So, how do we use an incident light meter? For portraiture, the meter is usually held under the subject’s chin. This will yield an average 18% reading, regardless of the subject. Is your subject backlit or in an abnormally bright location like a ski slope or beach? No problem. The dome of your meter is reading the amount of light falling upon the face of your subject. Simply transfer the reading to your camera and shoot away. Be careful not to shade the subject with your body to unduly influence the reading.
Rating Film vs. Box Speed
Have you ever wondered what people are talking about when they say they “rate” their film? In a nutshell, they are using experience to compensate for various factors, often when using a reflected light meter. With a correctly used incident meter, this practice can largely be avoided. The film speed or ISO rating of your film is very scientifically determined by the manufacturer, so by exposing it correctly, its box speed should yield good, consistent results.
Many factors contribute to the density of your negatives. Rating your film at a speed fractionally slower than box speed (setting your meter for 200 ISO, vs. box speed of 400) takes further advantage of the latitude of negative film and can, therefore, give a bit of a buffer to help reduce the chance of underexposed areas of a negative.
In the past, judging film exposure was fairly straight forward. When a contact sheet was made (example pictured at top), one could readily see whether the film density was consistent. In later years, commercial laboratories included back-printing on paper proofs which included film density. This made it easy for photographers to judge the quality of the decisions we made at the time of exposure (albeit after the fact).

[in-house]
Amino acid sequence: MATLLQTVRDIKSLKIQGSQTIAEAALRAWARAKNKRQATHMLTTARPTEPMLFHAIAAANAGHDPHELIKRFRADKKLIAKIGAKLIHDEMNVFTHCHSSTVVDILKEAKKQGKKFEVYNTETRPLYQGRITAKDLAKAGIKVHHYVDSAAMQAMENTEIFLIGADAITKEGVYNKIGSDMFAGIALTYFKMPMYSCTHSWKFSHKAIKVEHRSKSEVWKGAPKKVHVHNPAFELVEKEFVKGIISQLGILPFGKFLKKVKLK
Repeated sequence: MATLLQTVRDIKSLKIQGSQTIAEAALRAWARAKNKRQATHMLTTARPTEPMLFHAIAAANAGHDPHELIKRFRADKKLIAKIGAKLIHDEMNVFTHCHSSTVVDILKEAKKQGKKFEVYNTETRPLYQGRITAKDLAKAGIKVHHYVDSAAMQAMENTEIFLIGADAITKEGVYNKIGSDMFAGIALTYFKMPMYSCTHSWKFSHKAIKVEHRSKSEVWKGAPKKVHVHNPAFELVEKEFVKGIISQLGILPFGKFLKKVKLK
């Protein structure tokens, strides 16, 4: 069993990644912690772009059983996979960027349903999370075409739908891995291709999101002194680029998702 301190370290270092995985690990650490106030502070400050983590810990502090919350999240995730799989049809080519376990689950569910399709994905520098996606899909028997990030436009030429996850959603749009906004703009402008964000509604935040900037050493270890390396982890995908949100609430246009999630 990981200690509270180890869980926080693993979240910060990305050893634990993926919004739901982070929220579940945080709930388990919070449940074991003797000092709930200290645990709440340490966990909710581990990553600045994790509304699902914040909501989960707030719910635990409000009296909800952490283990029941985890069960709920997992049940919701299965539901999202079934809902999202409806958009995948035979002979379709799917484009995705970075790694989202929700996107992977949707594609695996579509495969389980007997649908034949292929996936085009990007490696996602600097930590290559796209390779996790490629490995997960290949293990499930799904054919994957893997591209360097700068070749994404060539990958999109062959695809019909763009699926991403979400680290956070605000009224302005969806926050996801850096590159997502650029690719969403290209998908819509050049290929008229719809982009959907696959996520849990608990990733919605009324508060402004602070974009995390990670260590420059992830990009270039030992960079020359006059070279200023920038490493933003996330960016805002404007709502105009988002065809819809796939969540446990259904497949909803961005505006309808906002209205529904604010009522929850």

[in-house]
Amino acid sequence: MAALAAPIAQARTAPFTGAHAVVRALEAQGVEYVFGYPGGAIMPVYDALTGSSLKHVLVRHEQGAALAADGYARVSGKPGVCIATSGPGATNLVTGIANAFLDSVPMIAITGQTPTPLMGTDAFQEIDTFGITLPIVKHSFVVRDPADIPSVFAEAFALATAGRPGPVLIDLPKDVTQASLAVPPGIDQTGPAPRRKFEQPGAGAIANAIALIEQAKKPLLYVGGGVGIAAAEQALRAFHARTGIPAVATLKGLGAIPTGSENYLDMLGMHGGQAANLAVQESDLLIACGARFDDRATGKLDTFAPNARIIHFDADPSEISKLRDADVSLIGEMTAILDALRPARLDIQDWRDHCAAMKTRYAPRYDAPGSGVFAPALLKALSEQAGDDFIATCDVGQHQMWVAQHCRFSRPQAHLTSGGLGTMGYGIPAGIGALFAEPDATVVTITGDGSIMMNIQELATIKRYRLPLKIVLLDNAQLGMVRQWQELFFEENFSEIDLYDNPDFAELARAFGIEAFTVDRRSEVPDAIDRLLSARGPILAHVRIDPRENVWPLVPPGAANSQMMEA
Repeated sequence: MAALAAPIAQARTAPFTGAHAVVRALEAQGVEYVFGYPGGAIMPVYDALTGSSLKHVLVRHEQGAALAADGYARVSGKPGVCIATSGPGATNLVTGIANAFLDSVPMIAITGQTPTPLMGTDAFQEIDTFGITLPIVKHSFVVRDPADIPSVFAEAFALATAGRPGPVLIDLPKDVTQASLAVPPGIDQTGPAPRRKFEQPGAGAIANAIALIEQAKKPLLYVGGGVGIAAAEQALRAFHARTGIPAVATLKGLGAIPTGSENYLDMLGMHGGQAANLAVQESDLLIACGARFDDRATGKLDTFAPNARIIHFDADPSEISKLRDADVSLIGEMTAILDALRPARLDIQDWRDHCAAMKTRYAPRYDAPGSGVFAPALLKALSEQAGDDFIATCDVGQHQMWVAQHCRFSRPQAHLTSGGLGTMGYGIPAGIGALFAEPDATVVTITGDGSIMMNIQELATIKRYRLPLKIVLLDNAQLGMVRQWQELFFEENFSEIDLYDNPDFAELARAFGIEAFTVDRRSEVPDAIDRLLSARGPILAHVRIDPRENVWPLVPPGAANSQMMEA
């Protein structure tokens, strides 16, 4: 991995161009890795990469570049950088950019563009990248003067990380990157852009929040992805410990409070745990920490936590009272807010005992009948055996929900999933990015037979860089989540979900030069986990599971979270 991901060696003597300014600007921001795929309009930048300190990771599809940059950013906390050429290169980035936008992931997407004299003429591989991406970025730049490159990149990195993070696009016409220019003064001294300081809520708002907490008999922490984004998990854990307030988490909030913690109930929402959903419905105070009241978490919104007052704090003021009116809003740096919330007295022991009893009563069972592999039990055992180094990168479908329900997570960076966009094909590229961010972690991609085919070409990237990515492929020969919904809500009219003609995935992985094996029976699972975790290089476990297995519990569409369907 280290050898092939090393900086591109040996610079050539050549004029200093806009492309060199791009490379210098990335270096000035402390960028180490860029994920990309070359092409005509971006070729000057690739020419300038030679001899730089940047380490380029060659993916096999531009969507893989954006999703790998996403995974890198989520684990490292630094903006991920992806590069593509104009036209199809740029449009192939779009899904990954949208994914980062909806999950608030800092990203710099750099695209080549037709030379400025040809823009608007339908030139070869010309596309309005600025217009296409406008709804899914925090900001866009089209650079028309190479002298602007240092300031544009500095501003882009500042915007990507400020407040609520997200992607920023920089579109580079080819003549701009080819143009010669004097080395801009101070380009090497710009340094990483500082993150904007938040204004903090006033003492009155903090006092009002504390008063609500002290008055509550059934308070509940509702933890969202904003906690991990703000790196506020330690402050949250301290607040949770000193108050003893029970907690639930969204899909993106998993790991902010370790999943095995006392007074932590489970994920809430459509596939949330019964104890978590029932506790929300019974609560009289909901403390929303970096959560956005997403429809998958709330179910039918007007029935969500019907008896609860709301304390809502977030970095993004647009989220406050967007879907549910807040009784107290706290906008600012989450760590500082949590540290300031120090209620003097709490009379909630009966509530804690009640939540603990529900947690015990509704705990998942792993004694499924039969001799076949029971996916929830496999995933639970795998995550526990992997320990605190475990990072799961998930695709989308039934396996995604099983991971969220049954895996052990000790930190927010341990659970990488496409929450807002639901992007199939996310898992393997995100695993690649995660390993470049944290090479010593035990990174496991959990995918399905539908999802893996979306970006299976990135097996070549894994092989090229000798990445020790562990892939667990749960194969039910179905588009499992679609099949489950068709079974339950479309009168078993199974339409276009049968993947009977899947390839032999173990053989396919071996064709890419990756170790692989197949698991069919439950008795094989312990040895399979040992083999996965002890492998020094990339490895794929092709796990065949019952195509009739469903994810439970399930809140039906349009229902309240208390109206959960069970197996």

Today, most of us rely on commercial scanning to produce positive film images. We often have no idea how much adjusting was done to create our scans. This can make it difficult to learn from our mistakes and create more satisfying film images. The image above (frame 10 of the above contact sheet) was scanned recently on my Pakon F135 Plus. Interestingly this is from a shoot in 1978. Upon examination, we can see that enough exposure was given to this soldier to develop shadow density and result in very satisfying black tones.
If you have your negatives scanned and would like to check your exposure, you can check the density of your negatives by holding them up to an even light source. The dense, dark areas of your negative, have received greater exposure, whereas the thin, almost transparent negatives have received less exposure. If across relatively similarly lit scenes you see an obvious variation in negative density, you might want to hone your metering technique to obtain more consistent exposure from one frame to the next.
My suggestion? Buy a proper incident light meter. You should find your exposures nice and consistent, which will lead to increased enjoyment for shooting film. Now go out there and shoot some film!